Notifiable bee pests and diseases
Early recognition of a honey bee pest or disease is one of the most important factors influencing the chance of controlling an outbreak and reducing its economic and social impact on the community.
There are several bee pests and diseases that have been declared as notifiable diseases under the Livestock Disease Control Act 1994.
Exotic pests and diseases that must be reported immediately
The following pests and diseases do not occur in Australia.
If you suspect or know of the presence of one of these pests or diseases, you must report it immediately by calling the Exotic Plant Pest Hotline: 1800 084 881 (24 hours a day, every day of the year).
- African bees
- Tracheal mite (Acarapis woodi)
- Tropilaelaps mite (Tropilaelaps clarae)
- Varroa mite (Varroa destructor and Varroa jacobsoni).
- Acute bee paralysis virus (Cripavirus)
- Africanised bees (Apis mellifera scutellata)
- Aphid lethal paralysis virus strain
- Apis iridescent virus (iridovirus)
- Deformed wing virus (iflavirus)
- Egypt bee virus
- Lake Sinai virus — strains 1 and 2
- Large hive beetle (Hoplostoma fulgineus)
- Phorid fly (Apocephalus spp. incl A. borealis)
- Slow bee paralysis virus
- black dwarf honey bee (Apis andreniformis)
- red dwarf honey bee (Apis florea)
- giant Philippine honey bee (Apis breviligula)
- Asian honey bee (Apis cerana)
- giant honey bee (Apis dorsata)
- Cape honey bee (Apis mellifera capensis)
- African honey bee (Apis mellifera scutellata)
- bumblebee (Bombus spp.)
- hornet (Versa spp.)
Pests and diseases that must be reported within 12 hours
- American foulbrood disease
- Braula fly (Braula coeca)
Diseases that must be reported within 7 days
- Chalkbrood disease
- European foulbrood disease
- Nosema (Nosema apis)
However, there are exceptions to prevent multiple reporting and recording of disease incidents.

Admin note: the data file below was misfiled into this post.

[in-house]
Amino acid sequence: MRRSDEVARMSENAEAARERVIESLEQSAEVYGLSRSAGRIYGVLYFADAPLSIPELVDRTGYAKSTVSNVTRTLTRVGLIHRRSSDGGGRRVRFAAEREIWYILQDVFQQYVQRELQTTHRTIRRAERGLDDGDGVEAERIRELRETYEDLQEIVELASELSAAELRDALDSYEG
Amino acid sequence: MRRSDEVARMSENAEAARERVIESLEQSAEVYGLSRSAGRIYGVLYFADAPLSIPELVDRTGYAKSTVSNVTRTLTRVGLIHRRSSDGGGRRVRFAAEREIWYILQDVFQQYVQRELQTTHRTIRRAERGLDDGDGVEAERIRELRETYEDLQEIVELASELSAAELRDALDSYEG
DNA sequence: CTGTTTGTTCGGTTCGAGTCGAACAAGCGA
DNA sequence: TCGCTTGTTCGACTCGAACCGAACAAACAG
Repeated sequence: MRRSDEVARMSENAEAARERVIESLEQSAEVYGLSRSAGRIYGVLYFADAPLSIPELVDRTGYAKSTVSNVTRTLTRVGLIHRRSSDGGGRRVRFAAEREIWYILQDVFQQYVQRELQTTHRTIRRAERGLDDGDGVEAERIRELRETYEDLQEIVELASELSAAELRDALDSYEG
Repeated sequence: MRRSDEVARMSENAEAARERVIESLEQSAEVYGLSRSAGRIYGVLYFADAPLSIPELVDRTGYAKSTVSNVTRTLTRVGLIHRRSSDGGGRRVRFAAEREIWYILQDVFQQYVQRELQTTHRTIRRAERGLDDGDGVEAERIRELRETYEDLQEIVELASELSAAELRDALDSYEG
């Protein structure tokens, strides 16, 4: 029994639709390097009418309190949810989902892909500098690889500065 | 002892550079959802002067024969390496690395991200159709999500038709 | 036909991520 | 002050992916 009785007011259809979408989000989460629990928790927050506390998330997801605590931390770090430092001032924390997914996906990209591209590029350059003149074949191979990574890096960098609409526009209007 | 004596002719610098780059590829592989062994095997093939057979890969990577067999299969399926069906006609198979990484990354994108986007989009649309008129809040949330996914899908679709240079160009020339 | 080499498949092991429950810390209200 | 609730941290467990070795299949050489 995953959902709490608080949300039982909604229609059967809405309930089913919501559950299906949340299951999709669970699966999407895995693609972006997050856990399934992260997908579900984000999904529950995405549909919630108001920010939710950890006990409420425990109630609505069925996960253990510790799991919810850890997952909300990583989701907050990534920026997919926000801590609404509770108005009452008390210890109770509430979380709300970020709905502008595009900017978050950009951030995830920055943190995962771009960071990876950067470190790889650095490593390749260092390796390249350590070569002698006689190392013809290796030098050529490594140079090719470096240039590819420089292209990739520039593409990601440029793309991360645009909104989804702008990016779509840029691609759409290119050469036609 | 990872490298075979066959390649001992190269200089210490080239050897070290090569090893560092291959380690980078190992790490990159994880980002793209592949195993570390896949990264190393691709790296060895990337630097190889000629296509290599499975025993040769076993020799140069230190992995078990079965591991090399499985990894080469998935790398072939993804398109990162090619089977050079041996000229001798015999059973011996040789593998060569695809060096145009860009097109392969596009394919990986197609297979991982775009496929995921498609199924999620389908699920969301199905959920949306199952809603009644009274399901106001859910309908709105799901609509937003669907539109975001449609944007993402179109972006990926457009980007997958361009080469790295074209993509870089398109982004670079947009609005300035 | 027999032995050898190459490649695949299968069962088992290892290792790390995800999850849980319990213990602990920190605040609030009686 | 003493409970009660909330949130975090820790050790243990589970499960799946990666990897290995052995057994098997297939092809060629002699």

You do not need to report the disease listed in this category if within 7 days of knowing or suspecting the presence of the disease:
- your bees have been attended by an Agriculture Victoria apiary officer (when an apiary officer attends an apiary, they must report the suspicion or presence of disease)
- appropriate diagnostic specimens obtained from the bees are submitted to a registered diagnostic laboratory (where specimens are submitted to a registered diagnostic laboratory, the laboratory becomes responsible for reporting)
How to report the presence of a notifiable pest or disease
To report the presence of a notifiable bee pest or disease listed here, or if you require further information, please contact the Exotic Plant Pest Hotline: 1800 084 881 (24 hours a day, every day of the year) or the Customer Service Centre on 136 186 or email firstname.lastname@example.org
Who is obligated to report a notifiable bee pest or disease?
Any person who knows of or suspects that a notifiable pest or disease is present in bees, bee hives, components of bee hives or bee products:
- owned by that person or in the possession, control or charge of that person
- on land owned and occupied by that person, or
- dealt with by that person as a veterinary practitioner, an inspector under the Export Control Act 1982, the owner or person in charge of premises registered as a diagnostic laboratory, or
- any other person dealing with bees, bee products or hives by way of a profession, trade or business
Record keeping relating to pests and diseases
Beekeepers and vets who report the presence of a notifiable bee pest or disease must keep any documents that support the suspicion of, or presence of, that pest or disease.
Records must be kept for a period of 7 years from the time the presence of the disease was identified.
Confidentiality of information
All notifications to the department are dealt with in the strictest confidence unless the owner authorises the release of the information.
Information about the disease status of a property or hives can only be released if the Secretary of the department determines that the release of the information is in the public interest — for example, if public health or international trade is compromised.
The early detection of exotic pests and diseases is extremely important and bees or honey bee brood with unusual signs should be reported to your apiary officer.
There are no government charges for exotic or endemic disease investigations including negative diagnoses.
Information on the field diagnosis of exotic and endemic honey bee pests and diseases: